NEWS:

 

ImpleMENTIS has been developed by Bristol-Myers Squibb, Otsuka Pharmaceutical Co. Ltd. and the International Longevity Centre-UK working together with EUFAMI, the European Federation of Associations of Families of Persons with Mental Illness. It is designed to be an accessible online resource designed to help service users, carers, and advocacy groups review existing mental health policies and services and lobby for change.

Mental ill-health accounts for nearly one-quarter of the total burden of ill health in Europe, and is second only to cardiovascular diseases in its toll on morbidity. Yet despite this staggering economic and societal cost, services often remain under funded, outdated, and stigmatized, particularly for people with severe mental illness.

"Traditionally, governments have placed very little priority in investing for better mental health services" commented John Bowis, UK Member of the European Parliament. "Better policies and provision of services are urgently needed to ensure that people with severe mental illness are adequately provided and cared for. For example, countries in the European Region spend around 6% of health budgets on mental health on average, while mental ill-health represents 20% of the burden of disease. This discrimination is wholly unjustified."

www.ImpleMENTIS.eu contains useful data to support the development of materials to be used with the media and elected representatives, and provides suggestions as to how to target your mental health advocacy campaign and who to involve.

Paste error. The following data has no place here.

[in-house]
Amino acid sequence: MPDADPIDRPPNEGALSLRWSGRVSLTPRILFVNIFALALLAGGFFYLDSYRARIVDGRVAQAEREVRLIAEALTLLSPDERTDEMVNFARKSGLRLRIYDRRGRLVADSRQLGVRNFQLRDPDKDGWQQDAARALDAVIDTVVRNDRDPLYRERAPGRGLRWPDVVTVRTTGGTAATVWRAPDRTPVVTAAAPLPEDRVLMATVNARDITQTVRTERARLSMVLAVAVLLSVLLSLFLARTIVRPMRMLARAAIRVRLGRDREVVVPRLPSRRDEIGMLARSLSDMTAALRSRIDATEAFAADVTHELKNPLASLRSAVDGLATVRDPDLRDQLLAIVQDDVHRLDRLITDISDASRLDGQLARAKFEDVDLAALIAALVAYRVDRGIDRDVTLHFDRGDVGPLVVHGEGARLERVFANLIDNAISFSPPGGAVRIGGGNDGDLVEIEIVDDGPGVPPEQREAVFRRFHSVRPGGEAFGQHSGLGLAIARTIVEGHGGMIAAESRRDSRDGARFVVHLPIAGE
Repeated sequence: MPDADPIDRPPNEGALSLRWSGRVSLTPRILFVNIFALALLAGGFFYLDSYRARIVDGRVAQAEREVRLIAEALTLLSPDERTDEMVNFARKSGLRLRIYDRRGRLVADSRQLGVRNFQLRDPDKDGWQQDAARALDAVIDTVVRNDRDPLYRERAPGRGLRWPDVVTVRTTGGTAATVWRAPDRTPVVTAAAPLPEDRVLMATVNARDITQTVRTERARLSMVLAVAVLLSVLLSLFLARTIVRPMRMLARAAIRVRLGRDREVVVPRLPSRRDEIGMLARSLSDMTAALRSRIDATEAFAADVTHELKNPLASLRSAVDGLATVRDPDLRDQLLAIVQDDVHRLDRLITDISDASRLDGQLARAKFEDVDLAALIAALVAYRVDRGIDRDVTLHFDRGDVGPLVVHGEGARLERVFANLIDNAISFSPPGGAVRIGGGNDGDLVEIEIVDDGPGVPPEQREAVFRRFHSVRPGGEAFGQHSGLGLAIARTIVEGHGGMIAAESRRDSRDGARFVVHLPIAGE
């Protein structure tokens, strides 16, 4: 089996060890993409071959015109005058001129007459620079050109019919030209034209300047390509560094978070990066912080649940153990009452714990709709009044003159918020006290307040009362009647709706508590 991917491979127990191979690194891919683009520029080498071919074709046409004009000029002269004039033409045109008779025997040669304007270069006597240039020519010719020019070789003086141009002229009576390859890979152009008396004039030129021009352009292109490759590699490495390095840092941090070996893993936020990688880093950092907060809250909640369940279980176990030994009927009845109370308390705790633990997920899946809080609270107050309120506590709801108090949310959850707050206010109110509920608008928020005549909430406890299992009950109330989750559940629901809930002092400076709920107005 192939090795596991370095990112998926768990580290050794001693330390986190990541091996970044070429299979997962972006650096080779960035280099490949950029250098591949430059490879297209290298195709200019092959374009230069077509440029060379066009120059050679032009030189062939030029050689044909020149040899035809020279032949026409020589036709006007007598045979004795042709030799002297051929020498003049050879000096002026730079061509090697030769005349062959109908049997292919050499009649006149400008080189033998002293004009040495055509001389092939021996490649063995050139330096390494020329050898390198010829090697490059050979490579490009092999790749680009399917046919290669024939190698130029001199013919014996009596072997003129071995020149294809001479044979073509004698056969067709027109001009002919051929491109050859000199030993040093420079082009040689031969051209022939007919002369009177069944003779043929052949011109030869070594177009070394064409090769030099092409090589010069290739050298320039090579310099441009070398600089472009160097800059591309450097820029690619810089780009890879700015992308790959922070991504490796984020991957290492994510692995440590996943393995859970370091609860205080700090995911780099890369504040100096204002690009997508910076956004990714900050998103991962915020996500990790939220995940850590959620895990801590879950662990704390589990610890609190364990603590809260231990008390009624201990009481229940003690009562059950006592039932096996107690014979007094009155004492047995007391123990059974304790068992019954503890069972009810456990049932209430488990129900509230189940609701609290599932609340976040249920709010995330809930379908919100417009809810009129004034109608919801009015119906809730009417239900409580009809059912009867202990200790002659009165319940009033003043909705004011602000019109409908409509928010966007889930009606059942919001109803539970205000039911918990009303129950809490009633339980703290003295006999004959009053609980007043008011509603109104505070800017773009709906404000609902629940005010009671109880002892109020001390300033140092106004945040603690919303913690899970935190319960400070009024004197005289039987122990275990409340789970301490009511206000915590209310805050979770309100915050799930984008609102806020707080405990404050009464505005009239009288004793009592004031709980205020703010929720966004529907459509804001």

”Very often, advocacy groups for better mental health services and services users are isolated, stigmatized and ignored,” commented Ed Harding, joint website author. “ImpleMENTIS is designed to provide them with the solid facts: that modern treatments for mental illnesses are available and effective. There can be no excuse for inadequate mental health services in 21st Century Europe.”

ImpleMENTIS is coordinated by the International Longevity Centre UK, together with the European Federation of Associations of Families of Persons with Mental Illness, (EUFAMI), which works for the improvement in care and welfare for all people affected by mental illness. Currently the membership of EUFAMI is made up of 48 national and regional family organisations form 28 countries. For more information, visit www.eufami.org

The website will be translated into 11 different languages, with Hungarian, Polish, Italian and Portuguese available by early 2008.

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